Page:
Little Riverside Cabin

The commission of Riverside Cabin consisted basically of a shelter for a university professor on the banks of the Calle-Calle river, in Valdivia, Región de Los Ríos. The site is located within the vicinity of the Universidad Austral de Chile, specifically in a west corner of the campus. The limited size led Arce&Westermeier to a compact form and the harsh southern climate induced the studio to think of architecture more focused on itself, one that would try to generate exchanges with the outside.
On the other hand, the requirement of not interrupting the view of other buildings suggested a layout perpendicular to the river, this requirement was linked to thier initial question: What kind of relationship with the river do they want: a traditional one, which seeks that each program enclosure manages to please itself with this unique geographical element? Or rather, one that selects where and how this visual pleasure is obtained? The selected one was the latter; the top of the short cabin’s path is the only visual leakage of the volume and where the most interesting space of the proposal is located. 
The existence of an additional forced foot; that of creating a covered space to shelter some objects and nautical artifacts, led the studio to a key idea, that of elevating a sector of this elongated volume creating a space of greater height in the interior. In this way, the open plan of the cabin (chosen to provide a certain amplitude to the tight program) is reformulated by a key central element: the stands, a component that, although it limits the traditional free floor, is linked to it by its great flexibility and its wide range of possibilities. Thus, these different levels become both the living room and the seating for the dining table, in addition to functioning as a transitional space.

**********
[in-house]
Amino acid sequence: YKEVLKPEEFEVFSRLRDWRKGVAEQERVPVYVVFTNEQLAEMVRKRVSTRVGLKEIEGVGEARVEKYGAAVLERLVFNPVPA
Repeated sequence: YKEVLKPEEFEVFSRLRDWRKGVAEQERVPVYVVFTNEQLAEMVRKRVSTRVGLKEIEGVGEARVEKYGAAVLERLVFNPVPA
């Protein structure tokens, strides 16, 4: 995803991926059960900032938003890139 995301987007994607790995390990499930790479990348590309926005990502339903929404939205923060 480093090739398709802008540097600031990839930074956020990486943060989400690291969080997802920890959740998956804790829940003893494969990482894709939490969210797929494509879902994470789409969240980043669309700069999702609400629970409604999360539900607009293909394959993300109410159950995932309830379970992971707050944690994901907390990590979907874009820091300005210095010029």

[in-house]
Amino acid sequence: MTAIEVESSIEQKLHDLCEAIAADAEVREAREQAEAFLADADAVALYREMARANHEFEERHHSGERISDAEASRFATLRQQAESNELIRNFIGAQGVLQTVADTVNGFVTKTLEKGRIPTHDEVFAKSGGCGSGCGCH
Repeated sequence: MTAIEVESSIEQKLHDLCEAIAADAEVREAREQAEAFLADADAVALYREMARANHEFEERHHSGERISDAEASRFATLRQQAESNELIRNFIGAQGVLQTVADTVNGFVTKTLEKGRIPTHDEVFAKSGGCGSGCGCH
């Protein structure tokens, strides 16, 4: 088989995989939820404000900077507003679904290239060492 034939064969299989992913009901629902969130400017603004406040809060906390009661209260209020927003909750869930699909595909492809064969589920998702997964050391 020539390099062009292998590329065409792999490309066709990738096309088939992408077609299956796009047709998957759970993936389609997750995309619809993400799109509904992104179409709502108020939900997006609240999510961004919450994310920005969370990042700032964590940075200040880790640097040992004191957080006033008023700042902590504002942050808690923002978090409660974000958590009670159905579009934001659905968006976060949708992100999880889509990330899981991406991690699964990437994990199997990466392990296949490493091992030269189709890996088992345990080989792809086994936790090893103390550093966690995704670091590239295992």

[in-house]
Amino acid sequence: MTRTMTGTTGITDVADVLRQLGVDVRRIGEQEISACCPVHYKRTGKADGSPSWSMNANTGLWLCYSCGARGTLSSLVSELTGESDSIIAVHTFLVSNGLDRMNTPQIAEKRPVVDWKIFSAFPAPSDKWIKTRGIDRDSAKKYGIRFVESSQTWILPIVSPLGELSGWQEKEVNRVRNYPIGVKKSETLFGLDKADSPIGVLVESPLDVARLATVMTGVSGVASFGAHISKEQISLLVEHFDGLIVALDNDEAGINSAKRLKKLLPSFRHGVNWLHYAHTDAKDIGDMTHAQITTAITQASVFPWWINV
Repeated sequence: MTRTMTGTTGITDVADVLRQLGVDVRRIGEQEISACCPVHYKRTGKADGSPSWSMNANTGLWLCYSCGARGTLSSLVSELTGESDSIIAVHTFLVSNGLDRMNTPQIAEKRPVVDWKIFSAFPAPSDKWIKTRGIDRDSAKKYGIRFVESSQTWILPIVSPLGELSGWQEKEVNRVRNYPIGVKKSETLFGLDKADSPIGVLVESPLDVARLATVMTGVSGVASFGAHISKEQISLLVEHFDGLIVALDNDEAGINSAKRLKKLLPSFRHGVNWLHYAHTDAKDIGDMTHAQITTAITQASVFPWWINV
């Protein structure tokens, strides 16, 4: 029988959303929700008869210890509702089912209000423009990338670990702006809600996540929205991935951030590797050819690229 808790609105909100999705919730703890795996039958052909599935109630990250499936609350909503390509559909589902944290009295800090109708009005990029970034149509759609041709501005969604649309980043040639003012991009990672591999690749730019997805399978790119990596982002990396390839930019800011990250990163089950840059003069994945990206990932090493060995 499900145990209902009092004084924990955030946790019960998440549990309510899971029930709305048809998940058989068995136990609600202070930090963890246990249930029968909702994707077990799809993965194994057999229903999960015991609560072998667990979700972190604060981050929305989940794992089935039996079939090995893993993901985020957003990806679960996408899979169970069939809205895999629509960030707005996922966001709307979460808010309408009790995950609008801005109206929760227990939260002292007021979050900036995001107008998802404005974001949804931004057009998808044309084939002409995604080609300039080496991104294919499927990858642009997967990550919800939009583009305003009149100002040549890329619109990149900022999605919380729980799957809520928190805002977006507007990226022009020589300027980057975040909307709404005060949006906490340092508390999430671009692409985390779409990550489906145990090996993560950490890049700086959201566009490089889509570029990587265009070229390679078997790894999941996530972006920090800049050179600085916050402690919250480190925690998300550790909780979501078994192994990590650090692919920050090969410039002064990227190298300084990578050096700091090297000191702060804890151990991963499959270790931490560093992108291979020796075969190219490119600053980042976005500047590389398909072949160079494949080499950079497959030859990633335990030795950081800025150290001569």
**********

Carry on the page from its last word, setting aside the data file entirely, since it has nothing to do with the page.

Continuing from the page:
The culmination and final point, where the visual escape of the volume appears, is achieved through a large curtain wall, this is where the desk and bed are located. This space faces directly to the river in a singular way: its elevated condition shortens the range between the river and the cabin, making the distance to the river visually disappear, as well as generating a different visual horizon and a particular perception for the user.

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